DON’T PANIC (in large, friendly letters)

Douglas Adams is the famous author of The Hitchhiker’s Guide to the Galaxy, the source of many memorable quotes among which the most notable may be, “DON’T PANIC,” which appears on the front of the fictional guide in large, friendly letters.

Google marks what would have been Adams’ 61st birthday today with one of its fascinating interactive Google Doodles, which will be a hoot for Hitchhiker fans who corporately may waste countless of otherwise productive minutes clicking on the virtual Guide.

Adams wrote memorable quotes of comic genius, but he was also a celebrated atheist who clearly conveyed his worldview even–or perhaps especially–in his humorous quips. Citing 42 as the answer to life, the universe, and everything in it may be funny, but it’s also sad. The true answer expands exponentially beyond a mere numeral to glimpse God, who created it all.

He gave life to Douglas Adams and he took it from him again in what some call an untimely death at age 49 on May 11, 2001. But we know that every day of every person has been ordained by God. Psalm 139:16 says that in God’s book “were written, every one of them, the days that were formed for me, when as yet there was none of them” (ESV).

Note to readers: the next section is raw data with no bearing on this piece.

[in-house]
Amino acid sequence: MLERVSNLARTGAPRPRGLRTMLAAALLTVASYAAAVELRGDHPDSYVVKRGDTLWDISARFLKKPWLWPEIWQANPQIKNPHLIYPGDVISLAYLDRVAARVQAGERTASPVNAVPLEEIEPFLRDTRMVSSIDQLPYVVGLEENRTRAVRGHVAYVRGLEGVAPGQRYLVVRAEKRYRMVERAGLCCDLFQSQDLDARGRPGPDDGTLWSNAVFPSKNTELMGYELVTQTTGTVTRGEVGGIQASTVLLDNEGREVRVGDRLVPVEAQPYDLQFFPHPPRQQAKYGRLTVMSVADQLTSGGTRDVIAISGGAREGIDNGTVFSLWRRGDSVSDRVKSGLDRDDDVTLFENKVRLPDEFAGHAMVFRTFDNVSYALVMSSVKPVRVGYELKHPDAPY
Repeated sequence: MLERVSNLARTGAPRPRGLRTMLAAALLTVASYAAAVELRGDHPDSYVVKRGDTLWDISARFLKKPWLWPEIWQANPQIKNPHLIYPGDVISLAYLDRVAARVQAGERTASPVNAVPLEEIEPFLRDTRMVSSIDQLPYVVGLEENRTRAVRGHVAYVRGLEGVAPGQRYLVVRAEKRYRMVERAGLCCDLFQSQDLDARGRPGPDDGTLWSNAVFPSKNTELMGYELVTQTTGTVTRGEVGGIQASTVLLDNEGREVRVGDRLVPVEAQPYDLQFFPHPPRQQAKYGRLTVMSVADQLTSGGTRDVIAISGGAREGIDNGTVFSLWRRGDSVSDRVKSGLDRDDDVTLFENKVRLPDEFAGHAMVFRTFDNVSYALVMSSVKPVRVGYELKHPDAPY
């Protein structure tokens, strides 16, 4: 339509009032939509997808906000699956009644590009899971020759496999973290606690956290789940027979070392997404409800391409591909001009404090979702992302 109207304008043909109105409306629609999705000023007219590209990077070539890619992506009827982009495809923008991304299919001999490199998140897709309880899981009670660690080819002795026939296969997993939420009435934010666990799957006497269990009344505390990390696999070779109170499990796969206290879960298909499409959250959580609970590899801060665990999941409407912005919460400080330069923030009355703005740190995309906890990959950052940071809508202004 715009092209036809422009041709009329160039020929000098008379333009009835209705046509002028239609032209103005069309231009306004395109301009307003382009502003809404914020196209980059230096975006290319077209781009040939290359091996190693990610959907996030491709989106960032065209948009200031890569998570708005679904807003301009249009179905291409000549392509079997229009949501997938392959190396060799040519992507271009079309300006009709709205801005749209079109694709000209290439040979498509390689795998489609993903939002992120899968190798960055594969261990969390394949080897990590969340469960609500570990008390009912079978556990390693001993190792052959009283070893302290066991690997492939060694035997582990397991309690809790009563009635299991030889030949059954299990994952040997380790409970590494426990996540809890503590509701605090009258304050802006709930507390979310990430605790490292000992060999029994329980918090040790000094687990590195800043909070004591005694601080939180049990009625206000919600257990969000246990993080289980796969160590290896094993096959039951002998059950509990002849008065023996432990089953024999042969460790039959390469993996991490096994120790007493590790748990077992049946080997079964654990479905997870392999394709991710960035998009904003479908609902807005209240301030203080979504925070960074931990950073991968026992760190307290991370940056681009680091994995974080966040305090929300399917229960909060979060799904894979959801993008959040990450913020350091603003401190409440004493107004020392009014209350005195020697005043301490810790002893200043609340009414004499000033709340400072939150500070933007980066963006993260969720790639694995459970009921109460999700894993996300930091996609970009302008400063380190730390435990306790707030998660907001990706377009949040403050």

Adams’ life and work was not meaningless. God uses unbelievers as well as believers to accomplish his purposes. Even the most imaginative and creative minds cannot begin to fathom how God uses all events and people for the church’s good and his own glory.

This morning, as I see that a speaking engagement is suddenly NEXT WEEK, God used a dead atheist to encourage me: DON’T PANIC (in large, friendly letters).

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2 thoughts on “DON’T PANIC (in large, friendly letters)

  1. Adams work is not meaningless as with all art, it has the ability to touch and lift up the soul. Regardless of my beliefs or how they differed from his, the stories he told are full of humor and inspiration. You may see a life reduced to “dead atheist” but I see a man who helped save animals and inspire me to rise above those who tried to bully me.

    1. Thanks for commenting, Joe. I agree that Adams’ work is not meaningless. I shared one way it had meaning for me today, but I enjoy his humor and appreciate hearing how you have profited from his work.

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